For this already critically-acclaimed series with plenty of fan followers, 4 Kids Walk Into a Bank has proven and meaningful storytelling. For a comic labeled “crime/comedy” in its genre category, it’s another series that’s breaking expectations and confirming “Yes, we need this” is the resounding message from comic readers. It’s been a year for comedy comics making waves and speaking more deeply to our concerns and fears than many more overt dramas. Take Nick Spencer and Steve Lieber’s work on The Fix and Mark Russell and Steve Pugh’s work on The Flintstones this year, for example.
4 Kids Walk Into A Bank builds on a concern for young people expressed in writer Matthew Rosenberg’s (also of Civil War II: Kingpin, Rocket Raccoon) earlier series We Can Never Go Home, both from Black Mask Studios. While the previous series followed the lives of two teens on the run, one with super powers, 4 Kids so far operates in the realm of modern fiction, with some interesting twists.
The timing on this series is striking right on time with the zeitgeist of storytelling for comics reading/video game player/tv and movie loving folks—it’s impossible not to see the parallel success of this comic story and the smash hit Netflix series Stranger Things which is everyone’s cosplay for the second half of 2016 and no doubt well into 2017. Both feature a group of kids in that hyper-awkward 11-12 age range who are into RPG, old school video games, and a do-it-yourself adventure approach to life.
We watch the lines between fantasy and reality blur for the kids in this comic and that’s the point. Out of that the reader/viewer begins to recognize that some elements of positive thinking do have an effect. The purist determination of an 11 year old may just come out the victor.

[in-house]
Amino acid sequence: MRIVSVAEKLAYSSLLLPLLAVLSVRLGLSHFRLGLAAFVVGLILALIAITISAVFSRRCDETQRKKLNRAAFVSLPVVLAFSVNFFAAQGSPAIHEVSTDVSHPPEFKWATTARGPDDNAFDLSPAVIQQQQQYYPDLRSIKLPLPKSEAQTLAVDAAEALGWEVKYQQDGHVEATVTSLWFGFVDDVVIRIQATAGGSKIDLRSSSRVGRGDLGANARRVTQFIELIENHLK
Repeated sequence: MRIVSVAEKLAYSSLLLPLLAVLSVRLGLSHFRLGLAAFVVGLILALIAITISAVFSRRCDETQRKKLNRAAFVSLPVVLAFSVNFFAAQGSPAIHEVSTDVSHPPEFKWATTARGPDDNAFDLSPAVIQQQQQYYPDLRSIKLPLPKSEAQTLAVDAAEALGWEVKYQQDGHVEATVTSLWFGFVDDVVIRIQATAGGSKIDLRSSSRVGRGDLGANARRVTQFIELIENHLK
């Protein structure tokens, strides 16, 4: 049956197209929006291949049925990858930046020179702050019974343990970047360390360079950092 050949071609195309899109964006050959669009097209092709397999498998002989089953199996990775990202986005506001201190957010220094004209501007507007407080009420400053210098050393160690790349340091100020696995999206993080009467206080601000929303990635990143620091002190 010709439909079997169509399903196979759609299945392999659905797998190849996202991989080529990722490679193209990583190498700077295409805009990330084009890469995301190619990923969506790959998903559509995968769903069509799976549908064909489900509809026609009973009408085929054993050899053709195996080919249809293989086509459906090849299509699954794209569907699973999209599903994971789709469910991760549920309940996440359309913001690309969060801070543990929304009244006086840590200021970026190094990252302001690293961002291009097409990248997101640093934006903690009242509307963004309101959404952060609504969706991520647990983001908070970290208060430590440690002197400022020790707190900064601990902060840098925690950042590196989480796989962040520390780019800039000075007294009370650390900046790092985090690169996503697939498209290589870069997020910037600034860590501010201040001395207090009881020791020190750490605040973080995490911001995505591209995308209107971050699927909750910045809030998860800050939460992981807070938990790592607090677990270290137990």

We haven’t seen the culmination of 4 Kids Walk Into a Bank, but so far, the energy of young people in this age range is presented as a kind of force of nature. A ridiculous, baffling, and chaotic force of nature, of course. Let’s be clear that 4 Kids does not present a saccharine-cute, child-hero, worshipful view of kids. You don’t get the sense while reading this that you’re being self-indulgently rosy-tinted in your memories of your own youth. In fact, just reading this comic will probably challenge you to reframe your memories, question them and spot even more elements of your experience that were quite fucked up, but you just accepted it at the time, being short, disempowered, and easily distracted.
But one of the most noteworthy storytelling strategies in 4 Kids is really resonating with readers as being both inventive and deeply satisfying for nostalgia—is using a pop culture frame for opening each issue. The first issue opens with an extended RPG sequence where we see our four characters visually presented as their fantasy roles, with the romantic fantasy art style clashing with their brash and clueless arguments about the game. In the second issue, we watch the kids as their arcade game characters, talking, as they play, about developments in the plot of their lives. The third issue won’t let readers down and continues to use this framing device, but I’ll leave it to you to find out what’s been chosen this time around.